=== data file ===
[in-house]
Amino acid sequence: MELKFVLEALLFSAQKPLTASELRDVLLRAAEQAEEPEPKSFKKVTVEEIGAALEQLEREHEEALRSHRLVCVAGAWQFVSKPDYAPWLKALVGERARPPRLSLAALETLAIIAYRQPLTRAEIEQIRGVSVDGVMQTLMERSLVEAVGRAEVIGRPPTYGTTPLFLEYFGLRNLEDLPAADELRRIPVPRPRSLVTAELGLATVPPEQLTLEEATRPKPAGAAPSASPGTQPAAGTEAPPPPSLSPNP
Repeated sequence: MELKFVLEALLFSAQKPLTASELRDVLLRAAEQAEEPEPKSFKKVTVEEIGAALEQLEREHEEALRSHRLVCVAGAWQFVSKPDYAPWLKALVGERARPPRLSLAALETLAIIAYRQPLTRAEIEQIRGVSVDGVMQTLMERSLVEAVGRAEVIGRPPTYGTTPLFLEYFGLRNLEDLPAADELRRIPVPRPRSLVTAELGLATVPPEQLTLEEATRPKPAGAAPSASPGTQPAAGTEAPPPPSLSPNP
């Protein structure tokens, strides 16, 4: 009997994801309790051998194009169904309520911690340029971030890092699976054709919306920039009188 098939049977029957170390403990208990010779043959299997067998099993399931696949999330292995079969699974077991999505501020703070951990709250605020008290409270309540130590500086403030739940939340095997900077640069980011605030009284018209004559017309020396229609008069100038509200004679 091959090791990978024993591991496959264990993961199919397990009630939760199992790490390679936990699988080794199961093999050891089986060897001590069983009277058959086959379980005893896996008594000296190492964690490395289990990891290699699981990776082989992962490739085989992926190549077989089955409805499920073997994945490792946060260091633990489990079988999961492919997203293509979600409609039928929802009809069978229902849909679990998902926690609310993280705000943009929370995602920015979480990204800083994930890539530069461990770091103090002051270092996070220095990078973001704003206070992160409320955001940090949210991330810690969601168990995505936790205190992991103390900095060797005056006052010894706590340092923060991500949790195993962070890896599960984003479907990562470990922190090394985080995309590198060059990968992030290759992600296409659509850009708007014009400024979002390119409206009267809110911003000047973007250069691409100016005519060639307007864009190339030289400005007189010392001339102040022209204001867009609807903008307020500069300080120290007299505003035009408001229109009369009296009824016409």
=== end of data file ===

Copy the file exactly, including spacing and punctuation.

[in-house]
Amino acid sequence: MELKFVLEALLFSAQKPLTASELRDVLLRAAEQAEEPEPKSFKKVTVEEIGAALEQLEREHEEALRSHRLVCVAGAWQFVSKPDYAPWLKALVGERARPPRLSLAALETLAIIAYRQPLTRAEIEQIRGVSVDGVMQTLMERSLVEAVGRAEVIGRPPTYGTTPLFLEYFGLRNLEDLPAADELRRIPVPRPRSLVTAELGLATVPPEQLTLEEATRPKPAGAAPSASPGTQPAAGTEAPPPPSLSPNP
Repeated sequence: MELKFVLEALLFSAQKPLTASELRDVLLRAAEQAEEPEPKSFKKVTVEEIGAALEQLEREHEEALRSHRLVCVAGAWQFVSKPDYAPWLKALVGERARPPRLSLAALETLAIIAYRQPLTRAEIEQIRGVSVDGVMQTLMERSLVEAVGRAEVIGRPPTYGTTPLFLEYFGLRNLEDLPAADELRRIPVPRPRSLVTAELGLATVPPEQLTLEEATRPKPAGAAPSASPGTQPAAGTEAPPPPSLSPNP
């Protein structure tokens, strides 16, 4: 009997994801309790051998194009169904309520911690340029971030890092699976054709919306920039009188 098939049977029957170390403990208990010779043959299997067998099993399931696949999330292995079969699974077991999505501020703070951990709250605020008290409270309540130590500086403030739940939340095997900077640069980011605030009284018209004559017309020396229609008069100038509200004679 091959090791990978024993591991496959264990993961199919397990009630939760199992790490390679936990699988080794199961093999050891089986060897001590069983009277058959086959379980005893896996008594000296190492964690490395289990990891290699699981990776082989992962490739085989992926190549077989089955409805499920073997994945490792946060260091633990489990079988999961492919997203293509979600409609039928929802009809069978229902849909679990998902926690609310993280705000943009929370995602920015979480990204800083994930890539530069461990770091103090002051270092996070220095990078973001704003206070992160409320955001940090949210991330810690969601168990995505936790205190992991103390900095060797005056006052010894706590340092923060991500949790195993962070890896599960984003479907990562470990922190090394985080995309590198060059990968992030290759992600296409659509850009708007014009400024979002390119409206009267809110911003000047973007250069691409100016005519060639307007864009190339030289400005007189010392001339102040022209204001867009609807903008307020500069300080120290007299505003035009408001229109009369009296009824016409």